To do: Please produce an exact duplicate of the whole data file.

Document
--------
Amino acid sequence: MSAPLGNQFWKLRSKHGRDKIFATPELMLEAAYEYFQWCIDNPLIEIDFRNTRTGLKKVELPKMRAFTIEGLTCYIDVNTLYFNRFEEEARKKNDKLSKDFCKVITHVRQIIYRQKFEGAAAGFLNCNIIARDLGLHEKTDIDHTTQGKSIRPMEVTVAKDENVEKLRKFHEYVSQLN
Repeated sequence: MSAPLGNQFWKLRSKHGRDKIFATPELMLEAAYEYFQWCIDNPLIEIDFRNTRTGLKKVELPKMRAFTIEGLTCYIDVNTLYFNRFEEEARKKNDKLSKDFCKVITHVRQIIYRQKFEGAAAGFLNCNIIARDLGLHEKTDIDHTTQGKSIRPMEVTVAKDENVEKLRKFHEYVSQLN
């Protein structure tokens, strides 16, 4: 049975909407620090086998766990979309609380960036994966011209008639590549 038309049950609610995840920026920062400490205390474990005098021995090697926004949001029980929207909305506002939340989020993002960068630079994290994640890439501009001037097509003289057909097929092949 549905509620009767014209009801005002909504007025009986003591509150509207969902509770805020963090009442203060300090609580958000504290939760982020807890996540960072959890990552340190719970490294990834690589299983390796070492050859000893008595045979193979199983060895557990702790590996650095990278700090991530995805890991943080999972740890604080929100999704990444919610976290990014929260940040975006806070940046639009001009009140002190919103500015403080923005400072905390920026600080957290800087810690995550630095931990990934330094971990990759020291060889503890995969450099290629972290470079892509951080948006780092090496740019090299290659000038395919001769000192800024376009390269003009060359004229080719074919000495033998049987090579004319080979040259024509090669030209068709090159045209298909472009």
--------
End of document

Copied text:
Amino acid sequence: MSAPLGNQFWKLRSKHGRDKIFATPELMLEAAYEYFQWCIDNPLIEIDFRNTRTGLKKVELPKMRAFTIEGLTCYIDVNTLYFNRFEEEARKKNDKLSKDFCKVITHVRQIIYRQKFEGAAAGFLNCNIIARDLGLHEKTDIDHTTQGKSIRPMEVTVAKDENVEKLRKFHEYVSQLN
Repeated sequence: MSAPLGNQFWKLRSKHGRDKIFATPELMLEAAYEYFQWCIDNPLIEIDFRNTRTGLKKVELPKMRAFTIEGLTCYIDVNTLYFNRFEEEARKKNDKLSKDFCKVITHVRQIIYRQKFEGAAAGFLNCNIIARDLGLHEKTDIDHTTQGKSIRPMEVTVAKDENVEKLRKFHEYVSQLN
């Protein structure tokens, strides 16, 4: 049975909407620090086998766990979309609380960036994966011209008639590549 038309049950609610995840920026920062400490205390474990005098021995090697926004949001029980929207909305506002939340989020993002960068630079994290994640890439501009001037097509003289057909097929092949 549905509620009767014209009801005002909504007025009986003591509150509207969902509770805020963090009442203060300090609580958000504290939760982020807890996540960072959890990552340190719970490294990834690589299983390796070492050859000893008595045979193979199983060895557990702790590996650095990278700090991530995805890991943080999972740890604080929100999704990444919610976290990014929260940040975006806070940046639009001009009140002190919103500015403080923005400072905390920026600080957290800087810690995550630095931990990934330094971990990759020291060889503890995969450099290629972290470079892509951080948006780092090496740019090299290659000038395919001769000192800024376009390269003009060359004229080719074919000495033998049987090579004319080979040259024509090669030209068709090159045209298909472009």